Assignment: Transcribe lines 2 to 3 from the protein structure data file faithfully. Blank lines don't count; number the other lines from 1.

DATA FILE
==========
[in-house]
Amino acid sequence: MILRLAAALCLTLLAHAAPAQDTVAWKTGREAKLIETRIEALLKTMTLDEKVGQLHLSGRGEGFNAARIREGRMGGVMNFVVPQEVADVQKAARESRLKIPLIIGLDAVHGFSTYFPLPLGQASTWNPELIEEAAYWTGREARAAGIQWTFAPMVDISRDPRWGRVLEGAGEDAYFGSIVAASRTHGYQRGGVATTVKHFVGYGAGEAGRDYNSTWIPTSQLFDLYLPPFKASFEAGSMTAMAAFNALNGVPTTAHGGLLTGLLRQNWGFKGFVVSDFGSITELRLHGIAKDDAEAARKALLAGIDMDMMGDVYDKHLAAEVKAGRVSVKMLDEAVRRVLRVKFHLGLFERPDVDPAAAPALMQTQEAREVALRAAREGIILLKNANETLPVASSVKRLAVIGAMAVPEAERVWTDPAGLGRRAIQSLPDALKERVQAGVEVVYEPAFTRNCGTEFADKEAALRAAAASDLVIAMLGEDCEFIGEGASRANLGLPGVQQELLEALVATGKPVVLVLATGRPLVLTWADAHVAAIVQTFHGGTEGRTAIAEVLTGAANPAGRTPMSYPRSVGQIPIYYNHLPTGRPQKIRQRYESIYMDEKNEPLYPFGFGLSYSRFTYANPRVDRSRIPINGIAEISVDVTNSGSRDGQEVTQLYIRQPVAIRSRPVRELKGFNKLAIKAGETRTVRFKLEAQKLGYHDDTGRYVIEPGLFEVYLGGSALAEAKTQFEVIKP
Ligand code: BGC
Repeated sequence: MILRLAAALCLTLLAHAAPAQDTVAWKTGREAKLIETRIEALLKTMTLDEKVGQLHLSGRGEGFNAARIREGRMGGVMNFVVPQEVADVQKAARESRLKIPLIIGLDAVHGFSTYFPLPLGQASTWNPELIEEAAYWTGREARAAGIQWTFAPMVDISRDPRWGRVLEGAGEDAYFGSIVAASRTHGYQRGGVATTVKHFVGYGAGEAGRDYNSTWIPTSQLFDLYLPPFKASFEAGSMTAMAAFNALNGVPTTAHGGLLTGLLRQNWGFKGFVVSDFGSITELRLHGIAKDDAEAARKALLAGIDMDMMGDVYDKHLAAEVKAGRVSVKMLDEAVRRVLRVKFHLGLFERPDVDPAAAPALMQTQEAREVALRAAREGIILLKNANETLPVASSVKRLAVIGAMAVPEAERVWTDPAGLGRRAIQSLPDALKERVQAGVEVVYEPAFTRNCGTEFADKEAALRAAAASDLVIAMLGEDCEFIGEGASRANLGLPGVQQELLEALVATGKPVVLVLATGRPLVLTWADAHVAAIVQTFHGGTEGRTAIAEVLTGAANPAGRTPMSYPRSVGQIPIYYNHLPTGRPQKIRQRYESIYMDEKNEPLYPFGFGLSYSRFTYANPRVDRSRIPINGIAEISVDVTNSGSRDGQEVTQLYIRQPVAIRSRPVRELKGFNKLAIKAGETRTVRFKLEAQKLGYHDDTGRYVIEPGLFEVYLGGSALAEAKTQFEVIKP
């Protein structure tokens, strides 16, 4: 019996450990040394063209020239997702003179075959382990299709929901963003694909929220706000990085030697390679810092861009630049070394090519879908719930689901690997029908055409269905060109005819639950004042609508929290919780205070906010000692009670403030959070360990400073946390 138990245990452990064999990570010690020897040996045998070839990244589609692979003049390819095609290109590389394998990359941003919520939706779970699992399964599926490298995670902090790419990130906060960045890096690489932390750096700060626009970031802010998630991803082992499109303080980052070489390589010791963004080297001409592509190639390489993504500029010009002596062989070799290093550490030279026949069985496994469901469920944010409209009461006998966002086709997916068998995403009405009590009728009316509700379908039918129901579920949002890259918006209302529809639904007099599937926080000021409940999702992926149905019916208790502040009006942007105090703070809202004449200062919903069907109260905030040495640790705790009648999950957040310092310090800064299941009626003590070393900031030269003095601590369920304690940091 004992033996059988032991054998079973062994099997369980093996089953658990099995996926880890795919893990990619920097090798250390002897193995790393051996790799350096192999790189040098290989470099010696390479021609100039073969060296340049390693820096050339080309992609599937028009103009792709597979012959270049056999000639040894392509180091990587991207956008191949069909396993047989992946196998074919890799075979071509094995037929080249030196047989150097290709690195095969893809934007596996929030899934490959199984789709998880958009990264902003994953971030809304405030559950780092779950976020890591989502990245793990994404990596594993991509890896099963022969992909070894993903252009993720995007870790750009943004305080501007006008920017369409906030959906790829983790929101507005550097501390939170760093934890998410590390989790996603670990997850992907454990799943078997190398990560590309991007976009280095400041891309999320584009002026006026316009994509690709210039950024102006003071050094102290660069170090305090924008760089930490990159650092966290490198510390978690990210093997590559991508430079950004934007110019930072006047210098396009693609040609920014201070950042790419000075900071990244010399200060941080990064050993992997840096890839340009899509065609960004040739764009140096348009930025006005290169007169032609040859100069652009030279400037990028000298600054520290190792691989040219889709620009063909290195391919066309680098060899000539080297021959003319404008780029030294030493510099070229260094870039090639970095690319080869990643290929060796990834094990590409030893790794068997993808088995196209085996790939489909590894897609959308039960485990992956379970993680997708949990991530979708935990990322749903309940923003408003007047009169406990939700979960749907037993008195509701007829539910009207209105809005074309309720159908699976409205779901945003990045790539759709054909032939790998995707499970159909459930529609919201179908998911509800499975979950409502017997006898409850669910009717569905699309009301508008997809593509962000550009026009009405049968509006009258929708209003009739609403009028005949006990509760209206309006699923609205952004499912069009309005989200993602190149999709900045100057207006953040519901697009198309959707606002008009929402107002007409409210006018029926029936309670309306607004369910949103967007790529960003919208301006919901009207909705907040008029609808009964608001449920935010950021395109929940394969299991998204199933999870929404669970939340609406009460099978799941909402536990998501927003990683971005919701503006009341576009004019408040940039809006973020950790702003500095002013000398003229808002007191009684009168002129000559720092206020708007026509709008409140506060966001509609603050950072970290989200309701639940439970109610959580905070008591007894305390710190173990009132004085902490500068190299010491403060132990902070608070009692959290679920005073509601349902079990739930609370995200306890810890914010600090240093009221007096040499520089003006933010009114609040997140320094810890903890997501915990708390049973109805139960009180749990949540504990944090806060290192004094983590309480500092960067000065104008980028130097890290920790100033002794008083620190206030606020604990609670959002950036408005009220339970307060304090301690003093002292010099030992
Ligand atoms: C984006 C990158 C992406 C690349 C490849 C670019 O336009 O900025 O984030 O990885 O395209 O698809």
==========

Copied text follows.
Amino acid sequence: MILRLAAALCLTLLAHAAPAQDTVAWKTGREAKLIETRIEALLKTMTLDEKVGQLHLSGRGEGFNAARIREGRMGGVMNFVVPQEVADVQKAARESRLKIPLIIGLDAVHGFSTYFPLPLGQASTWNPELIEEAAYWTGREARAAGIQWTFAPMVDISRDPRWGRVLEGAGEDAYFGSIVAASRTHGYQRGGVATTVKHFVGYGAGEAGRDYNSTWIPTSQLFDLYLPPFKASFEAGSMTAMAAFNALNGVPTTAHGGLLTGLLRQNWGFKGFVVSDFGSITELRLHGIAKDDAEAARKALLAGIDMDMMGDVYDKHLAAEVKAGRVSVKMLDEAVRRVLRVKFHLGLFERPDVDPAAAPALMQTQEAREVALRAAREGIILLKNANETLPVASSVKRLAVIGAMAVPEAERVWTDPAGLGRRAIQSLPDALKERVQAGVEVVYEPAFTRNCGTEFADKEAALRAAAASDLVIAMLGEDCEFIGEGASRANLGLPGVQQELLEALVATGKPVVLVLATGRPLVLTWADAHVAAIVQTFHGGTEGRTAIAEVLTGAANPAGRTPMSYPRSVGQIPIYYNHLPTGRPQKIRQRYESIYMDEKNEPLYPFGFGLSYSRFTYANPRVDRSRIPINGIAEISVDVTNSGSRDGQEVTQLYIRQPVAIRSRPVRELKGFNKLAIKAGETRTVRFKLEAQKLGYHDDTGRYVIEPGLFEVYLGGSALAEAKTQFEVIKP
Ligand code: BGC